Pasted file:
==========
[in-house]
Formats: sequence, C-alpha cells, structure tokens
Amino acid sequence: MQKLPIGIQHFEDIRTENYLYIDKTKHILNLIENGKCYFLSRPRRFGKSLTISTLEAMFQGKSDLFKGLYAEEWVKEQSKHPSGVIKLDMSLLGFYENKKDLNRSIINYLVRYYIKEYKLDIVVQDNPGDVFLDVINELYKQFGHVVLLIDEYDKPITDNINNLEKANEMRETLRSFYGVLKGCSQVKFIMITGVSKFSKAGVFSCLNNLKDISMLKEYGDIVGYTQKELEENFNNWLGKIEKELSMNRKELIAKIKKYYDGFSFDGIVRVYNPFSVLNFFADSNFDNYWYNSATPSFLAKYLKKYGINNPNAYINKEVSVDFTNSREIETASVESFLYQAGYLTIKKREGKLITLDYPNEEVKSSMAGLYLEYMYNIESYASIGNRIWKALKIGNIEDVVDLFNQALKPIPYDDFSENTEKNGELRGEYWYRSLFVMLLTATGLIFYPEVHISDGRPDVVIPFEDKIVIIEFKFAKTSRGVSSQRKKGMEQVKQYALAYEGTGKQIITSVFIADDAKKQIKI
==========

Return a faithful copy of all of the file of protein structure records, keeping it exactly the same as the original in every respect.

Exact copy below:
[in-house]
Formats: sequence, C-alpha cells, structure tokens
Amino acid sequence: MQKLPIGIQHFEDIRTENYLYIDKTKHILNLIENGKCYFLSRPRRFGKSLTISTLEAMFQGKSDLFKGLYAEEWVKEQSKHPSGVIKLDMSLLGFYENKKDLNRSIINYLVRYYIKEYKLDIVVQDNPGDVFLDVINELYKQFGHVVLLIDEYDKPITDNINNLEKANEMRETLRSFYGVLKGCSQVKFIMITGVSKFSKAGVFSCLNNLKDISMLKEYGDIVGYTQKELEENFNNWLGKIEKELSMNRKELIAKIKKYYDGFSFDGIVRVYNPFSVLNFFADSNFDNYWYNSATPSFLAKYLKKYGINNPNAYINKEVSVDFTNSREIETASVESFLYQAGYLTIKKREGKLITLDYPNEEVKSSMAGLYLEYMYNIESYASIGNRIWKALKIGNIEDVVDLFNQALKPIPYDDFSENTEKNGELRGEYWYRSLFVMLLTATGLIFYPEVHISDGRPDVVIPFEDKIVIIEFKFAKTSRGVSSQRKKGMEQVKQYALAYEGTGKQIITSVFIADDAKKQIKI